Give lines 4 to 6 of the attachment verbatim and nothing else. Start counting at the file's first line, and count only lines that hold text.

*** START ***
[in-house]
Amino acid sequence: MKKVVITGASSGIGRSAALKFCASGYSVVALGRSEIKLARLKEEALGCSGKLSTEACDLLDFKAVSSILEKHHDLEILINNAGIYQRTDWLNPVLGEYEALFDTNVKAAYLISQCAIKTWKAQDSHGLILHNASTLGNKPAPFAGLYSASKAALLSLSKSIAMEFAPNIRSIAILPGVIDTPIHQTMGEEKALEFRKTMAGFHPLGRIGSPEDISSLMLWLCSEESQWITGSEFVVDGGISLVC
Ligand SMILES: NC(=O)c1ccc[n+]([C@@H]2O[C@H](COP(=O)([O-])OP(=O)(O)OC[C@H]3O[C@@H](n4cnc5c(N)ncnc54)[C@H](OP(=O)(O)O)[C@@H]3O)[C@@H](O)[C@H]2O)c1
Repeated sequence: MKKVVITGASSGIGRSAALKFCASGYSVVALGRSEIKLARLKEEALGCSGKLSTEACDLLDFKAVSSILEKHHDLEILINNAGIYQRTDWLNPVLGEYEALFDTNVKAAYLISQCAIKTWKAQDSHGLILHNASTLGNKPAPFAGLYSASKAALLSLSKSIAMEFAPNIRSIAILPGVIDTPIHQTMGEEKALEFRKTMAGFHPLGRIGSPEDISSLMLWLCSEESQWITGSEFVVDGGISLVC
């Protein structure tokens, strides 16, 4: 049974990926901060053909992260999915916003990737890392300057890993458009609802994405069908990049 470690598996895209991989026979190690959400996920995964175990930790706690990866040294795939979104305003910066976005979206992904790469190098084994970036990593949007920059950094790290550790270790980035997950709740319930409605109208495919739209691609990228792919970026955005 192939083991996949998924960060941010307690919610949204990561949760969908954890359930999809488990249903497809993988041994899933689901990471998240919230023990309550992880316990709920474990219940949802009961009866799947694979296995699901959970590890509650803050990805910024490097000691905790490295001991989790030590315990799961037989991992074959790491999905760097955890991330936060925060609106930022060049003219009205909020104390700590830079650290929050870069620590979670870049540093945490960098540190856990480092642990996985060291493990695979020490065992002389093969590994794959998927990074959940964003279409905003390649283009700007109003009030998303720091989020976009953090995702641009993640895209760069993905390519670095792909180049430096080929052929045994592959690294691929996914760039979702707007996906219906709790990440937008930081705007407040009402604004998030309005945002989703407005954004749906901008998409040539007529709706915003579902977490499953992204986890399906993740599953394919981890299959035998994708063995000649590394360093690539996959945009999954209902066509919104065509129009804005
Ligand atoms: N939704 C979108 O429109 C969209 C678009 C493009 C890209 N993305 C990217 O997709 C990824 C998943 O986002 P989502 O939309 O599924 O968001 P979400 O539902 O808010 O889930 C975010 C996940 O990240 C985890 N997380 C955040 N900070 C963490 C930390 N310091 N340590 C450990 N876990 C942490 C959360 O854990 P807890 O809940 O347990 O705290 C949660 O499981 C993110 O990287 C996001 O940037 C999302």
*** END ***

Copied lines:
Repeated sequence: MKKVVITGASSGIGRSAALKFCASGYSVVALGRSEIKLARLKEEALGCSGKLSTEACDLLDFKAVSSILEKHHDLEILINNAGIYQRTDWLNPVLGEYEALFDTNVKAAYLISQCAIKTWKAQDSHGLILHNASTLGNKPAPFAGLYSASKAALLSLSKSIAMEFAPNIRSIAILPGVIDTPIHQTMGEEKALEFRKTMAGFHPLGRIGSPEDISSLMLWLCSEESQWITGSEFVVDGGISLVC
């Protein structure tokens, strides 16, 4: 049974990926901060053909992260999915916003990737890392300057890993458009609802994405069908990049 470690598996895209991989026979190690959400996920995964175990930790706690990866040294795939979104305003910066976005979206992904790469190098084994970036990593949007920059950094790290550790270790980035997950709740319930409605109208495919739209691609990228792919970026955005 192939083991996949998924960060941010307690919610949204990561949760969908954890359930999809488990249903497809993988041994899933689901990471998240919230023990309550992880316990709920474990219940949802009961009866799947694979296995699901959970590890509650803050990805910024490097000691905790490295001991989790030590315990799961037989991992074959790491999905760097955890991330936060925060609106930022060049003219009205909020104390700590830079650290929050870069620590979670870049540093945490960098540190856990480092642990996985060291493990695979020490065992002389093969590994794959998927990074959940964003279409905003390649283009700007109003009030998303720091989020976009953090995702641009993640895209760069993905390519670095792909180049430096080929052929045994592959690294691929996914760039979702707007996906219906709790990440937008930081705007407040009402604004998030309005945002989703407005954004749906901008998409040539007529709706915003579902977490499953992204986890399906993740599953394919981890299959035998994708063995000649590394360093690539996959945009999954209902066509919104065509129009804005
Ligand atoms: N939704 C979108 O429109 C969209 C678009 C493009 C890209 N993305 C990217 O997709 C990824 C998943 O986002 P989502 O939309 O599924 O968001 P979400 O539902 O808010 O889930 C975010 C996940 O990240 C985890 N997380 C955040 N900070 C963490 C930390 N310091 N340590 C450990 N876990 C942490 C959360 O854990 P807890 O809940 O347990 O705290 C949660 O499981 C993110 O990287 C996001 O940037 C999302």